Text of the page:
With the holiday season just around the corner, many people will be making annual donations to charitable organizations. Charitable giving is incredibly important for T1D and accounts for nearly 50 percent of all research funding.
One of the most common and important questions that prospective donors ask is: "How do I make sure that my charitable donation is being used to make a genuine impact?” In this article, we share a disciplined strategy that helps to increase the impact of any charitable gift.
The 4S's of good giving approach is thoughtful, strategic, and specific. It is also straightforward, easy to implement, and will help ensure that your generosity is used in the way you want it to be used.
The 4S’s of Good Giving:
Strategy: What are my goals and objectives for giving?
The approach starts with stating or writing down in a sentence what it is you want to achieve with your gift. We challenge you to think about this deeply as the first instinct often does not end up as the clear and true reason for giving. Knowing your objective with clarity is the first key to effective giving; all other steps in the approach follow from it.
We know from ongoing survey research that nine out of ten people in the T1D community want their gift to be used to fund cure research. Their strategic objective is to give a gift that is used for cure research— any other use is off strategy.
Select: Given what I want to achieve, who is the best recipient of my gift?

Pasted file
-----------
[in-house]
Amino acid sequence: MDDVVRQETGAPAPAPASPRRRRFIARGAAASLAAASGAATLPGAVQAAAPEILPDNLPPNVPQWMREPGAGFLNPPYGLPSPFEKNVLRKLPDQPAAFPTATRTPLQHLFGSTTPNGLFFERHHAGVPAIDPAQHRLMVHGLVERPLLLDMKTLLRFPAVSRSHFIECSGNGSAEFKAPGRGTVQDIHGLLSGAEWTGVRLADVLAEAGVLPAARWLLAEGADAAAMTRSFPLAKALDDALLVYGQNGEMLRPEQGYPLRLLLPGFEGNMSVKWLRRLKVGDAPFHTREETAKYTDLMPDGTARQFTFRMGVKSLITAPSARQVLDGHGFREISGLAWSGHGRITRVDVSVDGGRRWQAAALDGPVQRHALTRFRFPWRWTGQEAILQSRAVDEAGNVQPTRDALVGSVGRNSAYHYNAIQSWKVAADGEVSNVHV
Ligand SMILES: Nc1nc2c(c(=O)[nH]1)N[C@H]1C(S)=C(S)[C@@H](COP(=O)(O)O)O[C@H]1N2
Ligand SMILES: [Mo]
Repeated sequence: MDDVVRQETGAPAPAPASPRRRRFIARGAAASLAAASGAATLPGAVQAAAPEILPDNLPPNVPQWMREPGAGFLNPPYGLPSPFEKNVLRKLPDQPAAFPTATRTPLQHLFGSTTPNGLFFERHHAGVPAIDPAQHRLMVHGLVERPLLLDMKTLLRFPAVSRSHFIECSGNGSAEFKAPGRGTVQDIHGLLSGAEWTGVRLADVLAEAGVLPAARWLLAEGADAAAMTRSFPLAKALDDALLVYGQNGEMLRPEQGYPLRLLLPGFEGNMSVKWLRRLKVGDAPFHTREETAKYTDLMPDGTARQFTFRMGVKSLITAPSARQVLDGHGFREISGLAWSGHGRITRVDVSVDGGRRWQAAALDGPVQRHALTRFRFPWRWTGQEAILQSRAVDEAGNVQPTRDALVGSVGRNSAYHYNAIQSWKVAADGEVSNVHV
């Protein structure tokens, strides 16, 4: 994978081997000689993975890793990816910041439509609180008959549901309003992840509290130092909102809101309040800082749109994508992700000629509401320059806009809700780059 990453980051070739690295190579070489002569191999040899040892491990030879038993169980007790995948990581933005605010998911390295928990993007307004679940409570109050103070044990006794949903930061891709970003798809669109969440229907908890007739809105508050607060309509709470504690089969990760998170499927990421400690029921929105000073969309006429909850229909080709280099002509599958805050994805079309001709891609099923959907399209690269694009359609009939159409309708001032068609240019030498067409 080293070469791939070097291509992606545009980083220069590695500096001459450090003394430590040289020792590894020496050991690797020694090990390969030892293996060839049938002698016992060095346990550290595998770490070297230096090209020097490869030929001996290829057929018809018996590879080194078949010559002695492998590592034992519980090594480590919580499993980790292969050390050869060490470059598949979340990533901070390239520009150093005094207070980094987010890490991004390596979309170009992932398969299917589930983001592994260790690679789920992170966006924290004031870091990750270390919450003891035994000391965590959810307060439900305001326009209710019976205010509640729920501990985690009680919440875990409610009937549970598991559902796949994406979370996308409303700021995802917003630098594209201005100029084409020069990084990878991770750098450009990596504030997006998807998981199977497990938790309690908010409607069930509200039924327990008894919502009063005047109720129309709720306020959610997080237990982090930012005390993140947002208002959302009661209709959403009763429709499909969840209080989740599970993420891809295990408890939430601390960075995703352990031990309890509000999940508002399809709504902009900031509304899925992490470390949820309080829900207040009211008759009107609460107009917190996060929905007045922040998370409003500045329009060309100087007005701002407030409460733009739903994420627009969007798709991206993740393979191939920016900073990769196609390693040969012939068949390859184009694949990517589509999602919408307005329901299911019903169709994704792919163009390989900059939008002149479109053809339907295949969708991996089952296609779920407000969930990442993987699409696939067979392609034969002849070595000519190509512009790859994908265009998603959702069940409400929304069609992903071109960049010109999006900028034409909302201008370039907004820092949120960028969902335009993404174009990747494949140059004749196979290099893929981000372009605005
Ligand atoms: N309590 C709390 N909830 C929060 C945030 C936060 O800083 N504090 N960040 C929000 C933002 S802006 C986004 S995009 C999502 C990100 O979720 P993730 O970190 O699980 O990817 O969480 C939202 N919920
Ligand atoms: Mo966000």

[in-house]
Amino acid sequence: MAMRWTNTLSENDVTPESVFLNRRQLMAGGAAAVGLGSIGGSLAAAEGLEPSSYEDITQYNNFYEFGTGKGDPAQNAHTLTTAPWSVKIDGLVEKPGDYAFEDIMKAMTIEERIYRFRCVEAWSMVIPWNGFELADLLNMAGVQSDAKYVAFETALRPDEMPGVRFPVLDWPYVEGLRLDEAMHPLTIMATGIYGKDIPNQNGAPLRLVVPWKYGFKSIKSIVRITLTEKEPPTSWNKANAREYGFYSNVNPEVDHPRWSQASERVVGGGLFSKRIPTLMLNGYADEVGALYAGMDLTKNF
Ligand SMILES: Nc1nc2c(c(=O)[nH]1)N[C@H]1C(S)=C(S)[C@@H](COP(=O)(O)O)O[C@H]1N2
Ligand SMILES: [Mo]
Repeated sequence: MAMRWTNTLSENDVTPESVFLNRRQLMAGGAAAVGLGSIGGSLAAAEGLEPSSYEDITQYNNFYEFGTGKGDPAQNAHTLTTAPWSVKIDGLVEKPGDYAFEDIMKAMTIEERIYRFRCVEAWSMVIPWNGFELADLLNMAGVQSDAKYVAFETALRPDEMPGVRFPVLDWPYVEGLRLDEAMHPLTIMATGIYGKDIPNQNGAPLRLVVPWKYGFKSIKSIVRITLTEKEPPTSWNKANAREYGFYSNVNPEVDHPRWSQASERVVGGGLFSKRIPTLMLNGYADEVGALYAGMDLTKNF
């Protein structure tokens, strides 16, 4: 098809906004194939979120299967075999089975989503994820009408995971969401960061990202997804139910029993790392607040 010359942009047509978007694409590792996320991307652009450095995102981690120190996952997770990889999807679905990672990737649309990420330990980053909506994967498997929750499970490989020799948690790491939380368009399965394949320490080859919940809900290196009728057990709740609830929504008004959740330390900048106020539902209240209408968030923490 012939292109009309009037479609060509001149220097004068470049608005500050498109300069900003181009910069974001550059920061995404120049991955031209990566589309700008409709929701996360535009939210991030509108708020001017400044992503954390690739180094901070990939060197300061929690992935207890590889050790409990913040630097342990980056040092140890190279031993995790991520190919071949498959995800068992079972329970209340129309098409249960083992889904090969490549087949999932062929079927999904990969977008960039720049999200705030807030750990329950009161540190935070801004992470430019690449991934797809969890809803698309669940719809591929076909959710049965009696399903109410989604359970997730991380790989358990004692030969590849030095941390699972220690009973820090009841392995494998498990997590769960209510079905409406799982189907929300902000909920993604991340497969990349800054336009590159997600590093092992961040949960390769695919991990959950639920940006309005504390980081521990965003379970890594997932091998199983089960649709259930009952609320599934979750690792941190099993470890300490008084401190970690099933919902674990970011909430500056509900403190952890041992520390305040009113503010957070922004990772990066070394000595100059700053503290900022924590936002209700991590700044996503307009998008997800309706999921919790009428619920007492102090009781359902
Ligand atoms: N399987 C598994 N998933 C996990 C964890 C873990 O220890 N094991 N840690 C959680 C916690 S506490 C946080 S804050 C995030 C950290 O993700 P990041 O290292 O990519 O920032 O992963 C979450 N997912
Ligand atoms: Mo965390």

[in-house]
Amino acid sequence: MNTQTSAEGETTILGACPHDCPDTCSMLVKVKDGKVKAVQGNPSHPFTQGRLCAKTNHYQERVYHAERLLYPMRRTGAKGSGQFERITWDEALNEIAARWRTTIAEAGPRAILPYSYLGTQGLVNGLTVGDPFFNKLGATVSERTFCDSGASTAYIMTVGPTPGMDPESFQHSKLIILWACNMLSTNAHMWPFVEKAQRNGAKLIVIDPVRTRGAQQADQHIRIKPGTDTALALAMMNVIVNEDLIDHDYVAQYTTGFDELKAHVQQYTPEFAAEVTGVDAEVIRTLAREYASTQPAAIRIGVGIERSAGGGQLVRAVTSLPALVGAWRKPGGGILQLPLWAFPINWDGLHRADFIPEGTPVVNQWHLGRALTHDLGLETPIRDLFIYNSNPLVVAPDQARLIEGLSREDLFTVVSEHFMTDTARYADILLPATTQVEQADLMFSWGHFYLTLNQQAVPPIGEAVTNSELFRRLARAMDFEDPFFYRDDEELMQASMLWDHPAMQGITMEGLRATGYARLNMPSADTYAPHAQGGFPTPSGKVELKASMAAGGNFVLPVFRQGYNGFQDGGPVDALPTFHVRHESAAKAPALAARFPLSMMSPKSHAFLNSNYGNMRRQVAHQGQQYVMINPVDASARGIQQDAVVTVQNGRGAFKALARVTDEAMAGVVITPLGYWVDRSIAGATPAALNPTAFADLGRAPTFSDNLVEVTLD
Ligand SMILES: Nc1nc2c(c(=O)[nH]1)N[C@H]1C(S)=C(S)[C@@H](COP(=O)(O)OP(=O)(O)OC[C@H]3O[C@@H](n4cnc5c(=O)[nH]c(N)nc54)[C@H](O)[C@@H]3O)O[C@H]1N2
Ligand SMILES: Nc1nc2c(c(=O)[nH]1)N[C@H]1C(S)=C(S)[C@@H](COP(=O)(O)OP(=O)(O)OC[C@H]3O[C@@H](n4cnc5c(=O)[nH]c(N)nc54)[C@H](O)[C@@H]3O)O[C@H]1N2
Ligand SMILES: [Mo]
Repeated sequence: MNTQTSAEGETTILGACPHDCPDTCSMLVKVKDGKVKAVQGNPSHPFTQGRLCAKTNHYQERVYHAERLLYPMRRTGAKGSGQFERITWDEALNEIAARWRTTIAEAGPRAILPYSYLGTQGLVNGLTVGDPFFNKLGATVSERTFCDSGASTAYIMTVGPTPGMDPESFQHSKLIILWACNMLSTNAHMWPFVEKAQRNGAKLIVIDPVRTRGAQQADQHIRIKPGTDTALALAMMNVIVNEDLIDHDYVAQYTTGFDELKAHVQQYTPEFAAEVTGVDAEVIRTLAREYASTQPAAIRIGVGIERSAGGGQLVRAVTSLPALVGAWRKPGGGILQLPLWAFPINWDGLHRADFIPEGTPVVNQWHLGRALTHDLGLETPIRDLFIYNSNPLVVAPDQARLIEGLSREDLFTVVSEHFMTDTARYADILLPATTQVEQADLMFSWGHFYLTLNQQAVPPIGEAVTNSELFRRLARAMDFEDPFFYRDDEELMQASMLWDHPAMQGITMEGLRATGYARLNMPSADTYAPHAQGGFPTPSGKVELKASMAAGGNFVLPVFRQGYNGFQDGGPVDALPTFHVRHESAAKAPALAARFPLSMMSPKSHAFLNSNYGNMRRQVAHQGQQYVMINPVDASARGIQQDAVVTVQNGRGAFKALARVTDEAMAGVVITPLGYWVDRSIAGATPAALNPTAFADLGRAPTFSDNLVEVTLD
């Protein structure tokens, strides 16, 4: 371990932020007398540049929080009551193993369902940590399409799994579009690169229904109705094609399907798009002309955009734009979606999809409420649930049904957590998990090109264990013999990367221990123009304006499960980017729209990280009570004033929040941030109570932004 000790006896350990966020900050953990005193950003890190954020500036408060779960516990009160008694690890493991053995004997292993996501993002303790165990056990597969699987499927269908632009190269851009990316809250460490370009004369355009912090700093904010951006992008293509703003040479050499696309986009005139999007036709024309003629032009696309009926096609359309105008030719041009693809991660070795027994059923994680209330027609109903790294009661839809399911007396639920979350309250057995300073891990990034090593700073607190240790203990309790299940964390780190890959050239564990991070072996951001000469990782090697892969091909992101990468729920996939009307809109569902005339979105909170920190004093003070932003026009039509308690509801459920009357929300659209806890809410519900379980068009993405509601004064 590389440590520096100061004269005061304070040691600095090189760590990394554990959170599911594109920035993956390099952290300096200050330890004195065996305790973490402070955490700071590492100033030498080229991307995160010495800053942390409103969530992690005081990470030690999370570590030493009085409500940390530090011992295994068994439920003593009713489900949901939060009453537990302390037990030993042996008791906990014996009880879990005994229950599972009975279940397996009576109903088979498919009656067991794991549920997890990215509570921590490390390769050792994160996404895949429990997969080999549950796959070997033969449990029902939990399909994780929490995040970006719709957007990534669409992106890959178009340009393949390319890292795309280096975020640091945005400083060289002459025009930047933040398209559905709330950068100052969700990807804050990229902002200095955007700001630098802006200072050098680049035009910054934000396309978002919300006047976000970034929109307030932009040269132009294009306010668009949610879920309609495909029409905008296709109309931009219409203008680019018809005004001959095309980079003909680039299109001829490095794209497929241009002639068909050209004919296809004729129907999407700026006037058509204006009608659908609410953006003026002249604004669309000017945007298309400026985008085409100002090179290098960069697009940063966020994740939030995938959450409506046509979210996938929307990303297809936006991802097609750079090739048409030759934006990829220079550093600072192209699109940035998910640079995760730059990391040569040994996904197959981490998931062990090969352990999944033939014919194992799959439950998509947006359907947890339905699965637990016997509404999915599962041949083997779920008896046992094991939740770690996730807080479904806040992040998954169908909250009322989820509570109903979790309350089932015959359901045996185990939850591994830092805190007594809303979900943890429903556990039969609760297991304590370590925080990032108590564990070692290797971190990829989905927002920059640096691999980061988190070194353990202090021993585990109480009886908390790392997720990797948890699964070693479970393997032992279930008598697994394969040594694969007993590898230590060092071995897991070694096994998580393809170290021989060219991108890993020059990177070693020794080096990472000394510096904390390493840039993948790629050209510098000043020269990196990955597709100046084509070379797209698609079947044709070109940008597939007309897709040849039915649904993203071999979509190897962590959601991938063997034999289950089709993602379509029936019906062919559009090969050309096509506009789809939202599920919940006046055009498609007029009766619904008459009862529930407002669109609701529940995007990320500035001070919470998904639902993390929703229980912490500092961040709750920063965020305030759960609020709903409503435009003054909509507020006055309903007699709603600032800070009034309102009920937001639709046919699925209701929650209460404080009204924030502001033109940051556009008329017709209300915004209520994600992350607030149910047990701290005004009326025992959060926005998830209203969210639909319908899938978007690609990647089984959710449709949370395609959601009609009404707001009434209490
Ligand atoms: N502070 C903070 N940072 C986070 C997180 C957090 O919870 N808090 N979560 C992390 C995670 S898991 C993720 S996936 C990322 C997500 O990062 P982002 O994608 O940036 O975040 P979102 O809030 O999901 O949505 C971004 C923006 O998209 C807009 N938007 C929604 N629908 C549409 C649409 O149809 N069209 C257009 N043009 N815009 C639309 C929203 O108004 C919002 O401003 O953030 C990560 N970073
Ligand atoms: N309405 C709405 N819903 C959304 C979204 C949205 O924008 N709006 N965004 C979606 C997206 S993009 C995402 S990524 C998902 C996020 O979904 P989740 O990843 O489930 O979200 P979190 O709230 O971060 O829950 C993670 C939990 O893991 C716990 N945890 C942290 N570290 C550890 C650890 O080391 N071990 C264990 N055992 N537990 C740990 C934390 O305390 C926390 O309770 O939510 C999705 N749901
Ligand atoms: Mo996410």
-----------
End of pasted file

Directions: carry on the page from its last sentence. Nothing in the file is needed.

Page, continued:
It is often difficult to choose from the many fantastic organizations who would benefit from your donations. A little homework can help determine which organizations are doing the type of work you wish to support. There are many options within T1D, most of which are excellent choices. These can be broken down into three basic groups:
- Major charities such as the ADA and JDRF
- Medical research centers, either with a national presence or in your local area
- Specific research projects
Specify: When I make my donation, how do I ensure my gift is used appropriately?
This step is the one most often overlooked, yet is perhaps the most important. Most charitable organizations prefer to receive funds without restrictions and actively discourage specific gifts so they can use the money for whatever purpose they choose. However, when giving to a charity, the only way to ensure your money is used the way you want it to be used is to specify.
Write a letter along, or use the card attached in Appendix A, with your gift specifically stating how the donation should be used. For example, you might write: "This donation in the amount of $XXX is to be fully used to fund cure research grants." If the recipient is not willing or able to use the money to fund cure research they are obligated to return the money.
Substantiate: Was my gift used the way I wanted it to be used?
Every donor, large or small, has the right to ask how a previous donation was used. This information can help you determine whether you want to continue or alter your giving strategy. Asking how your gift is used also keeps the recipients on their toes and reminds them they are accountable and dependent upon you, the donor.
A Note On Giving to the ADA and JDRF
Many of our readers have expressed concern about giving to the ADA or JDRF as they have become aware of the low levels of T1D research funding at the ADA and the continued decrease in research funding at the JDRF. Some have suggested they will stop giving to T1D causes altogether, which in our view, would be an unfortunate and undesirable outcome.
The 4S’s of Good Giving provides donation recommendations which we hope will keep the gifts within the T1D community by ensuring an even higher and more direct level of donation impact. The ADA and JDRF, due to their history, scale, and global reach are uniquely positioned to lead a research breakthrough in T1D. If you choose to continue supporting either organization, rather than one of the other T1D recipients, we strongly recommended writing a stipulation letter along with your gift to ensure your donation is used for cure research.
Appendix A: Stipulation Card